Since it's her choice of theme day, we kind of have to let Susan Omand do what she wants. What she wants, as an old person now, is to go gardening...
Way back in the mists of 1968, before Paddington Bear was even a glimmer in the jungles of darkest Peru, the author Michael Bond wrote a TV series about a lion. A green lion. Called Parsley. Who lived in the walled garden of a very posh house with all his friends that you could only get into by saying the magic word, “Herbidaceous” to open the gate in the wall. Yes, these were The Herbs, a series of 13 15-minute long stop motion animations, followed by a spin-off series of 32 five-minute shorts called The Adventures of Parsley, that ran in the spring of 1968 and they have the honour of being the first TV programme that I can clearly remember watching (on repeat, obviously, as I didn’t come along til much later in 1968).
It was the characters that I remember more clearly than the actual stories, and the fact that they each had a little one verse song that was “theirs” to introduce them – you thought Bod was the first kids show to give its characters themes? Ah, no. The Herbs got there first. Let me tell you about them.
Top billing must, of course, go to Parsley himself. With a mane that looked like the curly leafed herb, Parsley was quiet and timid to start with, although he developed into quite a laid-back lion in the sequel in which he was the main character. Thoughtful, sensible and intelligent, he was the perfect foil for the mania of…
Dill the Dog. Frenetic doesn’t even begin to describe the scurrying pup with incredibly fluffy ears, who got into huge scrapes because he acted without thinking and had always to get help from his best buddy Parsley.
The last of the “main” (or should that be mane…) [no, no it shouldn’t – Ed] animal characters is the owl, Sage. Not quite as sage as his name would suggest, this was a very curmudgeonly owl who flapped (but never flew that I remember) and squawked in the background rather than taking centre stage but was always a presence in the garden.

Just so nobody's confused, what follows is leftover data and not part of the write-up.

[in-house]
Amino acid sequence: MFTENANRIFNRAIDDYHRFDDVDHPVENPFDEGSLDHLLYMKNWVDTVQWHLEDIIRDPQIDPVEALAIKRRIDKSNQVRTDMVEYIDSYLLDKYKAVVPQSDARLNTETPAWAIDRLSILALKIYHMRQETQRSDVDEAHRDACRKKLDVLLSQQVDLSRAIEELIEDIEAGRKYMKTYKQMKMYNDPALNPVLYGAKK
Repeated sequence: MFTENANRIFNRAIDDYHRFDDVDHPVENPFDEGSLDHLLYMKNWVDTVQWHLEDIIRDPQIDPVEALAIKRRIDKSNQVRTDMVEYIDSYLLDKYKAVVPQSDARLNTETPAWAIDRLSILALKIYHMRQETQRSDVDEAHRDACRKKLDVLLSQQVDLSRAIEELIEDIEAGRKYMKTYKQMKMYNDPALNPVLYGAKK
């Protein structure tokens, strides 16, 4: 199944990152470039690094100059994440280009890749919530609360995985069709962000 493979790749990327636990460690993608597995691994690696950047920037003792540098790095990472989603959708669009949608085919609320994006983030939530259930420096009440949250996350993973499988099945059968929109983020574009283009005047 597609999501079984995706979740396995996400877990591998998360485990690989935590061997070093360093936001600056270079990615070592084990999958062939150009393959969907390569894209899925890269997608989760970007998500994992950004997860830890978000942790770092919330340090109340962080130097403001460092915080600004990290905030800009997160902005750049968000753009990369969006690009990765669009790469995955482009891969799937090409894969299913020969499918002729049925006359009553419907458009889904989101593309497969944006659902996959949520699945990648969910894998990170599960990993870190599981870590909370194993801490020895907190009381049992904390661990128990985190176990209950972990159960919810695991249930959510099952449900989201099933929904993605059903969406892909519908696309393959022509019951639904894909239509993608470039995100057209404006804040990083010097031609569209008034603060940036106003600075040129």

The garden where they lived was owned by Sir Basil and Lady Rosemary. Stereotypical ex-Raj aristocrats, Sir Basil is the ruddy-nosed tweed wearing blustering buffoon, only really dangerous (to himself mostly) with a blunderbuss in hand. Lady Rosemary is the perfect partner for him, tall and elegant, highly efficient and organised, she is the one that tends to rule the roost, but they’re not the only humans that visit the garden. Someone has to keep the garden looking in tip top condition and that’s…
My favourite, Bayleaf the Gardener, prone to nostalgia and story-telling in his wonderful west-country accent. Apart from Parsley and Dill, his was the song I remember most too, because my Dad kept getting the words wrong and annoying me by saying Bayleaf was polishing the lawn rather than tidying it. In hindsight, this may have been deliberate. Anyway.
The other frequent visitor to the garden was the pompous and authoritarian Constable Knapweed, although who he thought he was keeping control of was anyone’s guess. However, he took a lot of notes so he must have been good at policeman-ing in my young eyes - my uncle was a policeman so I knew these things.
There were other characters that dropped in for one off visits too. The two I particularly remember were Tarragon the Dragon (who looked remarkably like the soup dragon from the Clangers that started the next year, so they may have been related) and the marvellous Indian fakir, Pashana Bedhi, complete with turban, basket of snakes and bed of nails. No, you wouldn’t get off with that these days.
So those were The Herbs. Gentle little stories, filmed in bright colours although shown first in black and white at lunchtimes and teatimes, that introduced the garden world to little me. Imagine my surprise, then, when I discovered that there were actual real plants named after them!
Images - The Herbs website